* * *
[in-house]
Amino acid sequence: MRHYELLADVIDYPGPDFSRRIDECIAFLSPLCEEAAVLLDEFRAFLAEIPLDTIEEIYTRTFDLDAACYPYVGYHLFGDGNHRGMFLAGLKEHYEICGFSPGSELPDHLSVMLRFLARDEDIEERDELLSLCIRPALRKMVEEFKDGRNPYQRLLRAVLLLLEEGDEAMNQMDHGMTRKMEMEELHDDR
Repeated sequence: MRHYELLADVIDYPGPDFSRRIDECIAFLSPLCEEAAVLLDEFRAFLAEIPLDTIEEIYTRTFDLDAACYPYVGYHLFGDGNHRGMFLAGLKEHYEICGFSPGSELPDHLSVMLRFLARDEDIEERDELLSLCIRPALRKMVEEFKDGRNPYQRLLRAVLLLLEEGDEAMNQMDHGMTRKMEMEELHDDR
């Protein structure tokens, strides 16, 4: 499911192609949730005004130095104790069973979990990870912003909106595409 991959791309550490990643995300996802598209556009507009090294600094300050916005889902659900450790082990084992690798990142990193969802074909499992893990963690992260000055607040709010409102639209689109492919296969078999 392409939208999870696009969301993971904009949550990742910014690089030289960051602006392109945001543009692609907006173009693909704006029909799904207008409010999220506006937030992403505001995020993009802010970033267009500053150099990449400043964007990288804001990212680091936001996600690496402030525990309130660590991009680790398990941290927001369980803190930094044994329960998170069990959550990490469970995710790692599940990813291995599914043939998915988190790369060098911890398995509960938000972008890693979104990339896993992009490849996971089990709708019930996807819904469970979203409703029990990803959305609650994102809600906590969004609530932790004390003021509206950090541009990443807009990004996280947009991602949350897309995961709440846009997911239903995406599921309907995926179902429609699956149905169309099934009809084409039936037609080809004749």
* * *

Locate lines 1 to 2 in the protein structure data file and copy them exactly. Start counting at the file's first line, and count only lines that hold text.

[in-house]
Amino acid sequence: MRHYELLADVIDYPGPDFSRRIDECIAFLSPLCEEAAVLLDEFRAFLAEIPLDTIEEIYTRTFDLDAACYPYVGYHLFGDGNHRGMFLAGLKEHYEICGFSPGSELPDHLSVMLRFLARDEDIEERDELLSLCIRPALRKMVEEFKDGRNPYQRLLRAVLLLLEEGDEAMNQMDHGMTRKMEMEELHDDR